Beckwith confirmed that a student reported seeing a threat posted on Snapchat. She said officers hadn’t seen the video by Thursday afternoon, so it wasn’t clear what exact threats were made or who had made them.

The campus was not locked down, and classes proceeded as normal throughout the day.

Zwahr said the community fair scheduled to take place in front of the Denton High campus would proceed as planned, as would Thursday night’s football game against Ryan High School.


State
Gov. Greg Abbott backpedals on pledge to shut down border crossings and blames Biden administration for confusion

Gov. Greg Abbott said on Thursday that he directed state troopers and the Texas National Guard “to shut down six points of entry along the southern border” at the request of U.S. Customs and Border Protection — then reversed himself shortly after, blaming the Biden administration for flip-flopping in its request for state help.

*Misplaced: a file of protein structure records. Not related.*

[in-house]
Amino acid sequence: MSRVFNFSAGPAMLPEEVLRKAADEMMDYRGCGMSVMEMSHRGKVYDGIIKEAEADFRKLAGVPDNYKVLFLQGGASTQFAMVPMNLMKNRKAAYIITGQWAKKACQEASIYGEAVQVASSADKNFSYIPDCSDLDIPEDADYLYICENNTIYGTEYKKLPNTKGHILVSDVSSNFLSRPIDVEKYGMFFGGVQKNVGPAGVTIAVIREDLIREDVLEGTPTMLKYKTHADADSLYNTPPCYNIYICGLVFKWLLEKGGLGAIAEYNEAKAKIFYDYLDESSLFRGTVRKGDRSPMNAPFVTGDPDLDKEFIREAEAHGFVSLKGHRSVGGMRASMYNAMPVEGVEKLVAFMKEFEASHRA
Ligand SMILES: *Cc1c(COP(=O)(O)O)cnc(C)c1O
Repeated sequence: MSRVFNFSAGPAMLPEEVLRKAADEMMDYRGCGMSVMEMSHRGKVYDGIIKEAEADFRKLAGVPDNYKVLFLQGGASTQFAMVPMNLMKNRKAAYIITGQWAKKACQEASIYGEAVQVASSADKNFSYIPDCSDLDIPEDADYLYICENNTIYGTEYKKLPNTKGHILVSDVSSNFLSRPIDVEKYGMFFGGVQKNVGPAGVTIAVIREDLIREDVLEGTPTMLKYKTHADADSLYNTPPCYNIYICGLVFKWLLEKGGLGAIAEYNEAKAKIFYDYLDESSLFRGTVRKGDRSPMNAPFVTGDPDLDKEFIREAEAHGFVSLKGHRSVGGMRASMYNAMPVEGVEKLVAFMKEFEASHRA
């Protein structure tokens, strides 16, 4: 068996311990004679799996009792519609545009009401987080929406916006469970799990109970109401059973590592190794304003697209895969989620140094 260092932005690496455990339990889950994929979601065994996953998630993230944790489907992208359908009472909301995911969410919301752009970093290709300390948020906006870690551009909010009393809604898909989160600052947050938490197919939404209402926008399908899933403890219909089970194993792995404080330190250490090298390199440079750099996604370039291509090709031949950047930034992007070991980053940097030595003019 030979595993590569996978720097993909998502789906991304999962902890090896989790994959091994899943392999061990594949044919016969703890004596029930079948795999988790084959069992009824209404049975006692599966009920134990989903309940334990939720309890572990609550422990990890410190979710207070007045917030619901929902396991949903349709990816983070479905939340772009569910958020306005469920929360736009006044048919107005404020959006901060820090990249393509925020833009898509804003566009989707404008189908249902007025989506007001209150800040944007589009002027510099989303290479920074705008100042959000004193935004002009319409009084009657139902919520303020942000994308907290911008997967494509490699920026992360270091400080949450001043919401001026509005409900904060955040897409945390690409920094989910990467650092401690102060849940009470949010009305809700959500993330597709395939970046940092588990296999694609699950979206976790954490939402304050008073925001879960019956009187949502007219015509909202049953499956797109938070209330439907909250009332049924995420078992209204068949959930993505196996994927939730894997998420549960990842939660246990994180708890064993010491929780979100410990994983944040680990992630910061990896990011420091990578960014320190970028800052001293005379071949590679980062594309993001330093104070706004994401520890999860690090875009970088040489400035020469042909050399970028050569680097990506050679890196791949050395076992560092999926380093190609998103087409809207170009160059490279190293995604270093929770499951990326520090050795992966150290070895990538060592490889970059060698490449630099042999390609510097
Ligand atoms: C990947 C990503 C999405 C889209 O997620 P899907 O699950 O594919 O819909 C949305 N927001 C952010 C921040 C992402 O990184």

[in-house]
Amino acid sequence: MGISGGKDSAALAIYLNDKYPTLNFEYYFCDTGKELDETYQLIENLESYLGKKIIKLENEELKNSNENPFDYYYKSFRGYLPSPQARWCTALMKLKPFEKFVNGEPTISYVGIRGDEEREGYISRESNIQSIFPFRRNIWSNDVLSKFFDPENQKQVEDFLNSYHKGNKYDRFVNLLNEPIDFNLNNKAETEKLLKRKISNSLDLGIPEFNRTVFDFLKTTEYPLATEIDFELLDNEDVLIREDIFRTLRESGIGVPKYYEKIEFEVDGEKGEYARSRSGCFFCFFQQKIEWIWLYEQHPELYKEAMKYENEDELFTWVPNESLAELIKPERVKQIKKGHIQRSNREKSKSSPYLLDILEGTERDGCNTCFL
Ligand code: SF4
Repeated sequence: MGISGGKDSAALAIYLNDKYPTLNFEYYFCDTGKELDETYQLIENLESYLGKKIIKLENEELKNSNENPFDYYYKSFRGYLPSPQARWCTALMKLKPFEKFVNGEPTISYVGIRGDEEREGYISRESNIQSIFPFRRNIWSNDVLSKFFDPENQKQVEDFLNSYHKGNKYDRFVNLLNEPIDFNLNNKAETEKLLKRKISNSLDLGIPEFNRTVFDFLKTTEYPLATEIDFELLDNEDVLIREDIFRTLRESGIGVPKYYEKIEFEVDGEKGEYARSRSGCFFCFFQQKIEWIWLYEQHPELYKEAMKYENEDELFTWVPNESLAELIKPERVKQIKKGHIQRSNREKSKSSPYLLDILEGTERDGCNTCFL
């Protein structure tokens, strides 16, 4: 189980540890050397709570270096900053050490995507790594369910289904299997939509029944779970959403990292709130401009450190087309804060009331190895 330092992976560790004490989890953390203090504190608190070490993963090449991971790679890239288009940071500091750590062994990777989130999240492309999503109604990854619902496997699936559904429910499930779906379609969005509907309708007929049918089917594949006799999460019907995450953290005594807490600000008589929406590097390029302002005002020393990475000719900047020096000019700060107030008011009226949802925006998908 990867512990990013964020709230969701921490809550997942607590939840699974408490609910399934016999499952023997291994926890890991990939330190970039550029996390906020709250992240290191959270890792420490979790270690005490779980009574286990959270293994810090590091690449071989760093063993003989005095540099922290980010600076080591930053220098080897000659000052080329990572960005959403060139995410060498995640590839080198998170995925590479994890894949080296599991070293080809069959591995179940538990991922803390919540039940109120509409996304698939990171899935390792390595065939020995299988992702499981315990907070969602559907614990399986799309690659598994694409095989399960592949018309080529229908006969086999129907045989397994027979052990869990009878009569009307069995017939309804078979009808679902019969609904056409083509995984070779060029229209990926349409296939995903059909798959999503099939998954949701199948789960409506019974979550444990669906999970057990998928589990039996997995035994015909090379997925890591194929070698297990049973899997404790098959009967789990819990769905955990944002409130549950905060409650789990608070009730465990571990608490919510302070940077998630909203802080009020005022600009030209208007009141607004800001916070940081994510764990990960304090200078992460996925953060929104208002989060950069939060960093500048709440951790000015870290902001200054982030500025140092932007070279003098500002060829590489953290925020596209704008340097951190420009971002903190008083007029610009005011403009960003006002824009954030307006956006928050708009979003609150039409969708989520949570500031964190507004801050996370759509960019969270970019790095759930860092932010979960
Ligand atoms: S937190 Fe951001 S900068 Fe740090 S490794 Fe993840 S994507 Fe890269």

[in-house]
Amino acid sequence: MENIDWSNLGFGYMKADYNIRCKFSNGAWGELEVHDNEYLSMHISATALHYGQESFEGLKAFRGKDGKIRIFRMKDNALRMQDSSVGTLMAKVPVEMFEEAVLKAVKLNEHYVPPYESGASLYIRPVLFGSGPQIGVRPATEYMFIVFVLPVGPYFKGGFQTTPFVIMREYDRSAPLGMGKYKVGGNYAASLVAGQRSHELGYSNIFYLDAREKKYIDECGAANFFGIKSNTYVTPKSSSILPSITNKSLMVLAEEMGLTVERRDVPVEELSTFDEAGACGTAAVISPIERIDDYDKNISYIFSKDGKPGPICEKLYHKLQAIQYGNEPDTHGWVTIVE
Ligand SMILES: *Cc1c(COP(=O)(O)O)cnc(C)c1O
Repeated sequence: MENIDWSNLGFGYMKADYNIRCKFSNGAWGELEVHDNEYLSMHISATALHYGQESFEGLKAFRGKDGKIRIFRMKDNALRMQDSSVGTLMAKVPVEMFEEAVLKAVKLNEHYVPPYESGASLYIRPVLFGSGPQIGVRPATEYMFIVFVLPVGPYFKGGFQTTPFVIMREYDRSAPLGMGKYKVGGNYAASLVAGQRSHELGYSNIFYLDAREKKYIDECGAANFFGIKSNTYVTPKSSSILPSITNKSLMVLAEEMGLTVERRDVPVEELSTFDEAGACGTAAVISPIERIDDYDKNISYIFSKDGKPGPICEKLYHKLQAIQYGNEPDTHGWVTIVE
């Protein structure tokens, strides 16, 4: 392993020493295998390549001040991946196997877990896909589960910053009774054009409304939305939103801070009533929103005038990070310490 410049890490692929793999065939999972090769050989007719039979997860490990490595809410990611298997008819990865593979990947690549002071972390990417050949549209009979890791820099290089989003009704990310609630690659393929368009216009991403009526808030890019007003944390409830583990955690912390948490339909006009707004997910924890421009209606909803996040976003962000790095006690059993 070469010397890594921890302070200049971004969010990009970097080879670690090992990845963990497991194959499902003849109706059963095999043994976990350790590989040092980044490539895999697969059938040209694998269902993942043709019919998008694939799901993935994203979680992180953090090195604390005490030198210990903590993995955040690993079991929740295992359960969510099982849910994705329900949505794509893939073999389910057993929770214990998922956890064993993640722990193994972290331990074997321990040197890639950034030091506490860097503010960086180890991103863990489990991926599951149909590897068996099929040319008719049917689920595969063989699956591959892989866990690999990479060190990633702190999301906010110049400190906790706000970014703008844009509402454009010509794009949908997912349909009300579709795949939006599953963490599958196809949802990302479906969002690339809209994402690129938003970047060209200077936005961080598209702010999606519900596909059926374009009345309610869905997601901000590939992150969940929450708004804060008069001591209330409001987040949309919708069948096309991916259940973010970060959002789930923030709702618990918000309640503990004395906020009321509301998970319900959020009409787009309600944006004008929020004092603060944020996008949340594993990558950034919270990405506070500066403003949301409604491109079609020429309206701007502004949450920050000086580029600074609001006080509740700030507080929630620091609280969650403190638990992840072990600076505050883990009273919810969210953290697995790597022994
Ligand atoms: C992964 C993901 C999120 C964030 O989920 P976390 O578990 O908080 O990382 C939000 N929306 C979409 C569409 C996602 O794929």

But a CBP spokesperson said the federal government — which operates ports of entry at the U.S.-Mexico border — had no plans to shut down any ports of entry.

“I have directed the Department of Public Safety and the Texas National Guard to surge personnel and vehicles to shut down six points of entry along the southern border to stop these [migrant] caravans from overrunning our state,” Abbott said in an emailed statement. “The border crisis is so dire that the U.S. Customs and Border Protection is requesting our help as their agents are overwhelmed by the chaos.”